Luckily, through my roommate and keeping in contact with Lectures, Directors etc, I have thankfully gotten work as sound engineer on a show with a pretty established production company.

    After that, again just networking, e-mailing. There's not much else we can do.
  14. avatar tinpot anto
    Belfast's churning out far more qualified people than the local jobmarket can support?

    Seems like an opportunity to make Belfast the place where everyone else goes to get their sound design/sonic stuff, same as Dundee is suddenly game central.

    Seriously, this how bioscience does it. Find something noone else can do and do it well, then as the business grows you have a virtually unlimited source of well trained graduates to draw on to sustain your business.

    Takes balls, talent and vision.

    yeo
  15. avatar artyfufkin
    Sad but true. I spent 4 years doing a BMus(Hons)in Jordanstown which I thoroughly enjoyed but most of the stuff I had to study was completley irrelevant to anything in the real 'working musician' world. My only saving grace at the time was that I was already working when I entered the degree so I had some idea of the reality of being a performer.
  16. avatar darkprince07
    Really what these courses should provide is the practical approach to Sound engineering and set-up of equipment, I know If I were to teach a course at anything I would find the need to provide hands on experience to my students. For example, anyone doing a degree in Sound engineering should also know How to set-up a PA and mic things up to make the best possible sound output for the venue at hand, because each venue has its own accoustic preference, they should know how to keep each and every piece of equipment in a non-damaging conservative manner, not to mention using very large mixing desks upto 64input. So what the courses should do is every month or so, have the student set-up for a small gig and do sound, you can learn alot just from watching aswell so for the first few attempts an experienced soundman should be at hand.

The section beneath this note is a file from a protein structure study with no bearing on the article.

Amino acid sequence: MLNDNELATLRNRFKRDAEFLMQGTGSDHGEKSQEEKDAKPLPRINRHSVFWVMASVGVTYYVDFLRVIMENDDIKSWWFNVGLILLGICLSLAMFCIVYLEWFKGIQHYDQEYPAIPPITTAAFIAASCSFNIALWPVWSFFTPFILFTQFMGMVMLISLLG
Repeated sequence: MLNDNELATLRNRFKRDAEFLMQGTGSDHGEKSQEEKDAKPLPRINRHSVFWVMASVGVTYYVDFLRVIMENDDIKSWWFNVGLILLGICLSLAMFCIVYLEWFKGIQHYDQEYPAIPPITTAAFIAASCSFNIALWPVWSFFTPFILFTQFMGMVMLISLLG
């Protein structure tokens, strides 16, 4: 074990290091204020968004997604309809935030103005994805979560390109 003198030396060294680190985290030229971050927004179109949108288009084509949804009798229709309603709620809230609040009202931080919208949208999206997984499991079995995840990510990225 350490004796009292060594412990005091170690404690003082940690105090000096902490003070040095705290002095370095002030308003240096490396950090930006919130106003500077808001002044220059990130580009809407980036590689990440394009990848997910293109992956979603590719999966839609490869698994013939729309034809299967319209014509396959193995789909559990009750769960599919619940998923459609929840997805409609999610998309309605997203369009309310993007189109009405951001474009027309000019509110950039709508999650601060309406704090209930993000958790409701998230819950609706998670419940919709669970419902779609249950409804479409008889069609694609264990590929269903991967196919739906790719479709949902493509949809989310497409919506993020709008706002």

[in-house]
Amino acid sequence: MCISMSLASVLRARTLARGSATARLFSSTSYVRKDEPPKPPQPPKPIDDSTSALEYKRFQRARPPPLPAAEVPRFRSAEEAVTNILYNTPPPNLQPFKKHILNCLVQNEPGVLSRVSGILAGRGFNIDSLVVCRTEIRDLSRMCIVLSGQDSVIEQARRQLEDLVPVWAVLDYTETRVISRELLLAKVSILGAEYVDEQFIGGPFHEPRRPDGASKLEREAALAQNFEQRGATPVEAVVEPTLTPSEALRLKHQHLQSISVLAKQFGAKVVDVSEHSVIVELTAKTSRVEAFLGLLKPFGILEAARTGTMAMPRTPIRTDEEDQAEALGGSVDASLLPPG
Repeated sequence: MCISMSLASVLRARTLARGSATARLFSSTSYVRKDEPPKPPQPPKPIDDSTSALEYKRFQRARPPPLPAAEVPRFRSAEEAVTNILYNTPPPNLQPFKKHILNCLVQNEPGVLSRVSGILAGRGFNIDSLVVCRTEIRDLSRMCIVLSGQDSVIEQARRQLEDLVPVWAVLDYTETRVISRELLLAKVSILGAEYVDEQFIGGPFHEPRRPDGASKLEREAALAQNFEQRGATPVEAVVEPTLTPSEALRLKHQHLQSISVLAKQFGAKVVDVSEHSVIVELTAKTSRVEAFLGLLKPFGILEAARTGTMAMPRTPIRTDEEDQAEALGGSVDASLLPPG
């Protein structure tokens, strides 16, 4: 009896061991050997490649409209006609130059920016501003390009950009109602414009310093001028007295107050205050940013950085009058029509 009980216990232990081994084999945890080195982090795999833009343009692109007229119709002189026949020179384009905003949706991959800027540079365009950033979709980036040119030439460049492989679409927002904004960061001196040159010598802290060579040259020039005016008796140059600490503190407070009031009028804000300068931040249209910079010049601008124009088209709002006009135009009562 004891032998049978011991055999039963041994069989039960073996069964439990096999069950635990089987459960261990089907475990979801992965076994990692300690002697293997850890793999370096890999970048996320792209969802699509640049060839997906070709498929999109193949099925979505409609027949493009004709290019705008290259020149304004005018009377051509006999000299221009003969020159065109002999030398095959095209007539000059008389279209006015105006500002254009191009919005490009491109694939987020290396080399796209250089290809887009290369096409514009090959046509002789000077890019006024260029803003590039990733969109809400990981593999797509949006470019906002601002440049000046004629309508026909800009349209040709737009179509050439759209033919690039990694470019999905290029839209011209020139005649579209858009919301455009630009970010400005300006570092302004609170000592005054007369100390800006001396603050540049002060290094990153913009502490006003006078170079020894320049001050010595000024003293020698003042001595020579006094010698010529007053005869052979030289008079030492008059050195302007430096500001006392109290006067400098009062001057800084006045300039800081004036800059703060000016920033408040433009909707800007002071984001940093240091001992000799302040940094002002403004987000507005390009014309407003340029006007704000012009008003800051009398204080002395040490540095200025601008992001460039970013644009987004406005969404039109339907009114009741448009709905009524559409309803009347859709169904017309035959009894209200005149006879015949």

17. avatar mduke561
    Thanks for everyone's posts, if anyone knows of any paid or unpaid work in the sound design or studio area you can let me know!
  18. avatar exitonline
    [quote:2e8a94bbc3="darkprince07"]Really what these courses should provide is the practical approach to Sound engineering and set-up of equipment, I know If I were to teach a course at anything I would find the need to provide hands on experience to my students. For example, anyone doing a degree in Sound engineering should also know How to set-up a PA and mic things up to make the best possible sound output for the venue at hand, because each venue has its own accoustic preference, they should know how to keep each and every piece of equipment in a non-damaging conservative manner, not to mention using very large mixing desks upto 64input. So what the courses should do is every month or so, have the student set-up for a small gig and do sound, you can learn alot just from watching aswell so for the first few attempts an experienced soundman should be at hand.[/quote:2e8a94bbc3]

    I know that on the music technology course at Queens this is actually one of the tutorial tests that you do in your first few weeks. Live sound is got out of the way quickly in favour of more advanced studio sound and theory. I wouldn't say this course has any problems from a practical element. Your taught massive amounts of theory about how everything works but, as with everything at university level its up to how you apply yourself. You have loads of opportunities to test out theory in practice at tutorials or by booking the equipment out after lectures etc and trying it out yourself. But very few students will actually do this, most maybe show up to lectures and then head to the union.
  19. avatar Steph08
    My first post!
    Hello there Im Steph
    from Atlanta USA and thought
    of posting a reply here and
    oh by the way feel free to post a
    message thanks.

    [img:8a9a6b0558]http://i38.tinypic.com/314w9hh.jpg[/img:8a9a6b0558]

    Successful wedding always begin with having wedding planning checklist and a pretty wedding favors
  20. avatar tinpot anto
    Hi steph,

    I have $230000000 I'll give you 10% or some shit if you fuck off.
  21. avatar The Stav
    Hi Steph.

    I'm prepared to offer the same amount as Anto, although I want 15% of the equity.

    For that though, you get someone who has years of experience of telling people to fuck off, and I can mentor you and take your shitty wee wedding company onto the high street with plans to expand globally by year two.
  22. avatar Deestroyer
    :lol:
  23. avatar tinpot anto
    [b:7646c3638b]An fer 'aht reason, ah'm oot.[/b:7646c3638b]
  24. avatar papaul